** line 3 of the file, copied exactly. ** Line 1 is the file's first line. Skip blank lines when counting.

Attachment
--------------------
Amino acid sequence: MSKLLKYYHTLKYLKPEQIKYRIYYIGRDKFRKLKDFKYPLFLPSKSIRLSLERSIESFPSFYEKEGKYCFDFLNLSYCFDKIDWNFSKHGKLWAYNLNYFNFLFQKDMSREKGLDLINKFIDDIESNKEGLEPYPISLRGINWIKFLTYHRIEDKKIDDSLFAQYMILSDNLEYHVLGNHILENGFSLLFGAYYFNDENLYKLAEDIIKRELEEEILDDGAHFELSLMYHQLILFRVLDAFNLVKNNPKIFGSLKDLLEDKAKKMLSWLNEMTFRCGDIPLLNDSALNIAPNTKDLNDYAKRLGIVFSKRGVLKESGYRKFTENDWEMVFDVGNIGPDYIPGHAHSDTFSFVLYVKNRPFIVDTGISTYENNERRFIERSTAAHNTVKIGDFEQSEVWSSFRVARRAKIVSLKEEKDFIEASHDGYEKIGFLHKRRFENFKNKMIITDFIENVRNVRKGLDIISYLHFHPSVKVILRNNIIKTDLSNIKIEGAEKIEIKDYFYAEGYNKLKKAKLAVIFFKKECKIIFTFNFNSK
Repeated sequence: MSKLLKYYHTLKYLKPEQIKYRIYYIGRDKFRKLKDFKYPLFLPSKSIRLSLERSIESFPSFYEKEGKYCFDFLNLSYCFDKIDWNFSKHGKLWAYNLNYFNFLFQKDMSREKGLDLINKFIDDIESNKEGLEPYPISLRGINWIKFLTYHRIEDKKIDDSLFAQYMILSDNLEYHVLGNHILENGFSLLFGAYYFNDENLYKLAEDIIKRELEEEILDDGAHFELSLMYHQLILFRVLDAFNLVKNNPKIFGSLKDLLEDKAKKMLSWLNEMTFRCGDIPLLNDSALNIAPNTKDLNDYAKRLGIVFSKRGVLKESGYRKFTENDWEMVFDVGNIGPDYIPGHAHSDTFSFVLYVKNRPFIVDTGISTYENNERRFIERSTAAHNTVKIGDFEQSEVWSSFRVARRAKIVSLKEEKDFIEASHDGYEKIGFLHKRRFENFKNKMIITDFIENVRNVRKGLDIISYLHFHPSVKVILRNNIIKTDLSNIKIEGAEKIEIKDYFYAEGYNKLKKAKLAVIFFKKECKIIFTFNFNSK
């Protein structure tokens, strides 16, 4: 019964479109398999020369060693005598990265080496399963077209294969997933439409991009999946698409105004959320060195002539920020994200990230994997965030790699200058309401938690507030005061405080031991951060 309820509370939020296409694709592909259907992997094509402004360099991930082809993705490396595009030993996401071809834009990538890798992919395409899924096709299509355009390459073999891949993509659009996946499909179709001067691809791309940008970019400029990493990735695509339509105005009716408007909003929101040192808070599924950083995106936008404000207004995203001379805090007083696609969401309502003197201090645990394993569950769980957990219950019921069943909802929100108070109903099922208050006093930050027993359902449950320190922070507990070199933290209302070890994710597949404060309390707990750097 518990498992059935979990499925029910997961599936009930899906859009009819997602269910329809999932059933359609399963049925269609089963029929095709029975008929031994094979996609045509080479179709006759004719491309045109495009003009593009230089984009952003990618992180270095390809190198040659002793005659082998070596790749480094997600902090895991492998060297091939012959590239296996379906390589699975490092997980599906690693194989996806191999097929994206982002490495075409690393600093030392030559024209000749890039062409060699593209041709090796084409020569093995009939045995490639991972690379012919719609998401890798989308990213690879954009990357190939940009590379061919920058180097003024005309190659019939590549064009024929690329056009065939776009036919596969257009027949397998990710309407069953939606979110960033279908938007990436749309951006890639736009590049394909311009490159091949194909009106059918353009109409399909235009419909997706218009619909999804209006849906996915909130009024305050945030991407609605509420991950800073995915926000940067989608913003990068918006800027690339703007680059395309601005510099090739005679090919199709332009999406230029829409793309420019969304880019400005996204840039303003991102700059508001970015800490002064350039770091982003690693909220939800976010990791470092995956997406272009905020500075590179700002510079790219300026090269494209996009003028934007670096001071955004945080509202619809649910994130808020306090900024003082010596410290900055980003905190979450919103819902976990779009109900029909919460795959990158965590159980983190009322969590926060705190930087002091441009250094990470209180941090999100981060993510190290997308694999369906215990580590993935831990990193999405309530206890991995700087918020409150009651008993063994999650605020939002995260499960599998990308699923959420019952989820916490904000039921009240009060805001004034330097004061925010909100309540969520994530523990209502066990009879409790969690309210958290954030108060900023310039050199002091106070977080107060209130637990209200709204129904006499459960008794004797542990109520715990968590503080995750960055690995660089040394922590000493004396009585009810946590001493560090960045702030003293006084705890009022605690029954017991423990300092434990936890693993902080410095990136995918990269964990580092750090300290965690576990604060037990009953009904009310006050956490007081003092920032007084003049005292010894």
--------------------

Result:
């Protein structure tokens, strides 16, 4: 019964479109398999020369060693005598990265080496399963077209294969997933439409991009999946698409105004959320060195002539920020994200990230994997965030790699200058309401938690507030005061405080031991951060 309820509370939020296409694709592909259907992997094509402004360099991930082809993705490396595009030993996401071809834009990538890798992919395409899924096709299509355009390459073999891949993509659009996946499909179709001067691809791309940008970019400029990493990735695509339509105005009716408007909003929101040192808070599924950083995106936008404000207004995203001379805090007083696609969401309502003197201090645990394993569950769980957990219950019921069943909802929100108070109903099922208050006093930050027993359902449950320190922070507990070199933290209302070890994710597949404060309390707990750097 518990498992059935979990499925029910997961599936009930899906859009009819997602269910329809999932059933359609399963049925269609089963029929095709029975008929031994094979996609045509080479179709006759004719491309045109495009003009593009230089984009952003990618992180270095390809190198040659002793005659082998070596790749480094997600902090895991492998060297091939012959590239296996379906390589699975490092997980599906690693194989996806191999097929994206982002490495075409690393600093030392030559024209000749890039062409060699593209041709090796084409020569093995009939045995490639991972690379012919719609998401890798989308990213690879954009990357190939940009590379061919920058180097003024005309190659019939590549064009024929690329056009065939776009036919596969257009027949397998990710309407069953939606979110960033279908938007990436749309951006890639736009590049394909311009490159091949194909009106059918353009109409399909235009419909997706218009619909999804209006849906996915909130009024305050945030991407609605509420991950800073995915926000940067989608913003990068918006800027690339703007680059395309601005510099090739005679090919199709332009999406230029829409793309420019969304880019400005996204840039303003991102700059508001970015800490002064350039770091982003690693909220939800976010990791470092995956997406272009905020500075590179700002510079790219300026090269494209996009003028934007670096001071955004945080509202619809649910994130808020306090900024003082010596410290900055980003905190979450919103819902976990779009109900029909919460795959990158965590159980983190009322969590926060705190930087002091441009250094990470209180941090999100981060993510190290997308694999369906215990580590993935831990990193999405309530206890991995700087918020409150009651008993063994999650605020939002995260499960599998990308699923959420019952989820916490904000039921009240009060805001004034330097004061925010909100309540969520994530523990209502066990009879409790969690309210958290954030108060900023310039050199002091106070977080107060209130637990209200709204129904006499459960008794004797542990109520715990968590503080995750960055690995660089040394922590000493004396009585009810946590001493560090960045702030003293006084705890009022605690029954017991423990300092434990936890693993902080410095990136995918990269964990580092750090300290965690576990604060037990009953009904009310006050956490007081003092920032007084003049005292010894």